The Aztecs had a profound passion for flowers and the Aztec city of Tenochtitlan was also popularly known as the city of gardens. Aztecs used flowers as symbols for a wide range of subjects, including gods, warfare and passions. Mentions of flowers are found in many extant Aztec poetic sources where flowers are often associated with peace.
Although commoners could also grow flowers in the Aztec society, nobility were the primary curators of flowers and gardens. Considerable sums were expended by the elite of Tenochtitlan to set up their flower gardens, which was a way of showing the superiority of social rank as well.
The Aztec city of Tenochtitlan had many flower gardens. Flower gardens were grown in courtyards, on roofs and in vast fields. Specifically, the nobility considered creating and curating gardens a pleasurable hobby. In this, they were helped and accompanied by expert gardeners. Extant historical sources reveal that the rulers and nobility of the Tenochtitlan city had lush-green gardens with a rich variety of flowers at the time of the Spanish conquest. So treasured were these gardens that waterways were made all the way to the homes of the nobility so that they could easily water their plants.
Flowers are a recurring motif in different forms of Aztec art. Flowers carved in stone were commonly used on the walls of Aztec temples and in the constructions of nobility’s palaces. In many extant Aztec poetry fragments, flowers are passionately eulogised by the poets. In one of these fragments, for instance, a poet speaks about more than a dozen ways in which he treats the flowers, by making different things out of them, by utilising them to different means and by making decorative things from them. Another Aztec poet deemed flowers as among the only true things on Earth, besides music.
Aztecs passionately created and curated their flower gardens. The region of Tenochtitlan and Mexico at large was naturally conducive to the growth of various kinds of flowers. Building on this, Aztecs brought many innovations to horticulture which enabled them to modify different varieties of flowers. For instance, Aztecs were able to grow double-flowered marigolds and dahlias which was a significant innovation in the normal varieties of these flowers.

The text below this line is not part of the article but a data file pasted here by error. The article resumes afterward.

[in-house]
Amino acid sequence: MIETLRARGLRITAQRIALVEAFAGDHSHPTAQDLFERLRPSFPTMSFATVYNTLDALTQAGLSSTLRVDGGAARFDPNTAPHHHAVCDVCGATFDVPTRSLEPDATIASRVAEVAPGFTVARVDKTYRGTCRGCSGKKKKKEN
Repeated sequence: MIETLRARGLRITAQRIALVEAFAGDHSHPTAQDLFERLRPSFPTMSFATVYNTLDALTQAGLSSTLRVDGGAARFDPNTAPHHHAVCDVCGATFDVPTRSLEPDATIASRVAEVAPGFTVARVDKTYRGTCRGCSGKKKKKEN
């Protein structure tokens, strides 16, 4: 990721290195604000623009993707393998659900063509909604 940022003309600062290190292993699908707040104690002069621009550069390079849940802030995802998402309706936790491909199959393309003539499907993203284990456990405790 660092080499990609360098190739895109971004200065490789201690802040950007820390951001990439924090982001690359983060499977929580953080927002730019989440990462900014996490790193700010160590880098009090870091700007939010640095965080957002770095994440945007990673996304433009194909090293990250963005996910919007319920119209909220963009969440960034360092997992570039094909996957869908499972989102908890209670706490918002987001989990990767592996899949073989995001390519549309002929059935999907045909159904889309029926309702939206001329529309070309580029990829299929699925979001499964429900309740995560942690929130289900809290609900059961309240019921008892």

Dahlias are today known all over Europe but the first acquaintance of the Europeans with the dahlias was during Hernan Cortes’ visit to the Aztec Empire. During this visit which led to the conquest of the Empire, Cortes saw a Tree Dahlia variety of this flower. He then had this species brought back to the Continent along with several other plants he saw at Mesoamerica. The Aztecs had discovered Tree Dahlia during their hunting expeditions and considered it a useful plant. They used the stalks of Tree Dahlia as water-containers as well as a source of water. In view of its favourable properties, the Aztecs cultivated Tree Dahlia in their gardens.
At Texcoco were located the hilltop gardens which had been built by the ruler of this city, Netzahualcoyotl. He was a poet who decided to establish beautiful gardens at the top of the hills. To do so, he build huge walls of stone which were used to support the aqueducts bringing water to the top. In these gardens, he planted a large variety of trees and plants. These were complemented with bathing places and fountains for the adornment of the gardens. Remains of these gardens are still visible at the extant ruins of the Texcoco city. These are yet another piece of evidence of the Aztec passion for gardens and flowers.
Inspired by the example of Netzahualcoyotl, Moctezuma I who was the ruler of Tenochtitlan and the Emperor of the Aztecs, decided to establish his own gardens. For this purpose, he chose the site of Huaxtepec. He had plants brought from all over the Empire to be planted at these gardens. According to historical sources, he demanded tribute of plants from different regions so that the plants brought to him were still wrapped in dirt and directly planted into the gardens. Later, his grandson Moctezuma II looked after these gardens and at the time of the Spanish conquest in the 16th century, these gardens spanned over an area of 7 miles, with more than 2000 species of plants growing inside them.
Vanilla was a favourite flower among the Aztecs, both for its beautiful shape and for its lovely scent. Aztecs called it black flower because its pods were black. The vanilla flower originally grew in the warm and moist regions of the Mexico region. It was plucked from these regions and planted in the gardens of Aztec Empires and rulers where it was highly appreciated for its scent and looks.
Another famous flower species that was native to the Aztec region was called the “Serpent-head flower”. This name was on account of the shape of the flower which resembled a serpent’s head. Aztecs considered this flower as sacred and believed that it possesed magical properties. It was eagerly grown in the flower gardens of the Aztecs.
Aztecs were very fond of flowers and expressed a genuine passion for them. A testimony to this are the numerous mentions of flowers in extant Aztec poetry fragments as well as the stone engraving of flowers on the walls of temples and palaces in Aztec ruins. The Mexico region is naturally home to many unique varieties of plants and flowers due to it’s climate, so the Aztecs were able to get their hands on many different kinds of flowers. They celebrated this by establishing gardens at their homes and near their cities where many varieties of flowers were grown. Most notable of these gardens were the hilltop gardens of the Texcoco city and the huge Moctezuma’s gardens situated near Tenochtitlan city. Many varieties of flowers which are today quite popular in Europe were first discovered in Aztec regions and brought after Cortes’ campaign to Spain and to Europe at large.